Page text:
Churchill Primitive Methodist chapel

Kingham Road OX7 6NE

Churchill Primitive Methodist chapel
Martin Hannant 2021
Churchhill Primitive Methodist chapel
Keith Guyler 1990

Keith Guyler’s notes say that the chapel in his picture was opened in 1904. The Churchill and Sarsden website says that the chapel was opened at Easter 1927 by Richard Cadbury of chocolate fame, on a site donated by David Crudge, a local farmer. The stone came from Chadlington. The iron gates were made by Charles Blake the village blacksmith and the chairs were made from trees grown in Churchill.

This chapel is in Kingham Road OX7 6NE and still active in 2017.

On the Ordnance Survey 1:2,500 map of 1881-7, the Primitive Methodist chapel is marked on what is shown on Google Street View in August 2016 as an unmade Road branching off Sarsden Road roughly parallel with Junction Road.

The Primitive Methodist magazine for October 1853 gives an account by J Herridge of the opening of Churchill Primitive Methodist chapel in the Witney circuit. Churchill is described as a large village with only thee parish church, the Wesleyans having failed to establish a society there. It was missioned by the Prims in early 1852 and despite the “ignorance and malevolence of the policeman with the opposition of those in higher authority”, Mr Gardner first had his yard and premises licensed for preaching. and then gave part of the yard to build a chapel. Opposition grew stronger and two members and a n umber of Wesleyans who also attended Prim meetings were turned out of their jobs.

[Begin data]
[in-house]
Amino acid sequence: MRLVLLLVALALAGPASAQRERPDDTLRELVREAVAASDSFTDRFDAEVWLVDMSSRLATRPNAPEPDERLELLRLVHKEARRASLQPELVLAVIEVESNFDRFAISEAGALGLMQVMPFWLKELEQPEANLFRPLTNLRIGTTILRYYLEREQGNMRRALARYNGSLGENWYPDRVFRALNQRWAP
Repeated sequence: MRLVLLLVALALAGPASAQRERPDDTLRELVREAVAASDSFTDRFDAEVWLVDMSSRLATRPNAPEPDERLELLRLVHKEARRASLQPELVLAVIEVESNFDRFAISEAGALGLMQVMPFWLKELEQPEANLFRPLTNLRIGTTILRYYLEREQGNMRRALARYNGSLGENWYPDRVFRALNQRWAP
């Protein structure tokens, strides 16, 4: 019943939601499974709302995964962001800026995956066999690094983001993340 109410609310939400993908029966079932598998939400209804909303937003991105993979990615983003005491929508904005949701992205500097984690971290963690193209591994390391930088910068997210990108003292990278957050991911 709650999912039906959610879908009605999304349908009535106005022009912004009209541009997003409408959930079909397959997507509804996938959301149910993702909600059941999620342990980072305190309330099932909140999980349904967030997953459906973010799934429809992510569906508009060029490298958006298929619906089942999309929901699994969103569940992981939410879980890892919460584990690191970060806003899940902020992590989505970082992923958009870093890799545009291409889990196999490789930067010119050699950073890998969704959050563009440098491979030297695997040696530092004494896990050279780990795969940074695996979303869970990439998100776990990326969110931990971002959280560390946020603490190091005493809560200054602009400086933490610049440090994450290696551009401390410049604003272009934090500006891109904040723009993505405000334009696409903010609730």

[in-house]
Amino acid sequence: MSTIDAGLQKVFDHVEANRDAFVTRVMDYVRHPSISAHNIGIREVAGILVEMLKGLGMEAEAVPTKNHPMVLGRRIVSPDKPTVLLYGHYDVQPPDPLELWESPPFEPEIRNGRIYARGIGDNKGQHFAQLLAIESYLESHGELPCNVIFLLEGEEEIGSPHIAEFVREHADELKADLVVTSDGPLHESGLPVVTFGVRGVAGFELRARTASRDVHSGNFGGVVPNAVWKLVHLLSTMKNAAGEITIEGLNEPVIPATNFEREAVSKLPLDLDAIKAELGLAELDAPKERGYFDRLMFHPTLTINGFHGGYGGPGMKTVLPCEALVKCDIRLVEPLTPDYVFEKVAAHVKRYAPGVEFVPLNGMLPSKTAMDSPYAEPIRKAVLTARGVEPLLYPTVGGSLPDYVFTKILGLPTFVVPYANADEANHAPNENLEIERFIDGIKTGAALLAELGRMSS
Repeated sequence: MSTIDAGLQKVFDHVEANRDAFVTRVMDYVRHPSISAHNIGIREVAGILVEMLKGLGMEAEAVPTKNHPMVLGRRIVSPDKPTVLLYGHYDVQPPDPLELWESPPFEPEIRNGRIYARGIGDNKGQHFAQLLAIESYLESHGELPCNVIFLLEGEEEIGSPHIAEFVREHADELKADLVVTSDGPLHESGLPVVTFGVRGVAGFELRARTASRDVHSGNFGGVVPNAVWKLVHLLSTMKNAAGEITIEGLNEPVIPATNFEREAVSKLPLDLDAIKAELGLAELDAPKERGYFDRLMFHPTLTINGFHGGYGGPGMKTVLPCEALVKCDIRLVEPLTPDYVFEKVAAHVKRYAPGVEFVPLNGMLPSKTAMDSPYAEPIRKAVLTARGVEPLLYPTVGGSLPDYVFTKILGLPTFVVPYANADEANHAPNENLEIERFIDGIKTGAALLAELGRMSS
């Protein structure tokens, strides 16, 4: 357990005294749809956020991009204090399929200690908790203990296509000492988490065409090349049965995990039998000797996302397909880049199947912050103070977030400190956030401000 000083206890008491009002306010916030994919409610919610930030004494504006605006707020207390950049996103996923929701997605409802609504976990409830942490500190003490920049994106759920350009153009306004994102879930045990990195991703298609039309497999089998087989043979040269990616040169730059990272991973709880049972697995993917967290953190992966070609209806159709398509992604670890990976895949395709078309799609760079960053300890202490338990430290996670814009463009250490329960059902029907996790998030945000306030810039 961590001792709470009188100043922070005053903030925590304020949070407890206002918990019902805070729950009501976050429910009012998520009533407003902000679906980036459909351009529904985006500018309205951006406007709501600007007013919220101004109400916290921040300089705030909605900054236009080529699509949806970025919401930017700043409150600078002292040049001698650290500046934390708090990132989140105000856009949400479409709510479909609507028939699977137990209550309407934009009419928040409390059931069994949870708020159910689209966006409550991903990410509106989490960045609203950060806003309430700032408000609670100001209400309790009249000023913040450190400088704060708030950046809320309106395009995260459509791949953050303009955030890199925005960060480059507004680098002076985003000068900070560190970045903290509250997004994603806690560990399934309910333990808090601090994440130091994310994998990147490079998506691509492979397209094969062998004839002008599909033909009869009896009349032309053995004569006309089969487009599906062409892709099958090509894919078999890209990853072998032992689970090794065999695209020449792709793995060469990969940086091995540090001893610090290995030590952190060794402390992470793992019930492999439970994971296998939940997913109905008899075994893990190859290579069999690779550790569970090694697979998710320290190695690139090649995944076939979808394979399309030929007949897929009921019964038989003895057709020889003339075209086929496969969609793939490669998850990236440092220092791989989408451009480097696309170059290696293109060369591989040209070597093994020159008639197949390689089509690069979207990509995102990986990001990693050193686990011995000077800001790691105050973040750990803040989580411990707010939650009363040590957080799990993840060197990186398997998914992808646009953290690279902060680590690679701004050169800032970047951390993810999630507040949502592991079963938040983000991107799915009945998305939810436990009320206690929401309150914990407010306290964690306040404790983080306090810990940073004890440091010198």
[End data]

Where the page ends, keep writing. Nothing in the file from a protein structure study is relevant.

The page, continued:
On August 1st the chapel was opened; Mr Cummin and Mr Herridge preached.  The tea meeting fed 120. The chapel was built of brick  with a blue slate roof, measured 24′ x 18′ and cost £82, of which they had raised £17/9/10.5.


Primitive Methodist magazine October 1853 p.619

Comments about this page

  • I’ve added detail of an earlier chapel in Churchill.  Being a Prim was not easy; before the chapel was built, two members lost their jobs because they attended Primitive Methodist meetings.

    By Christopher Hill (27/02/2017)

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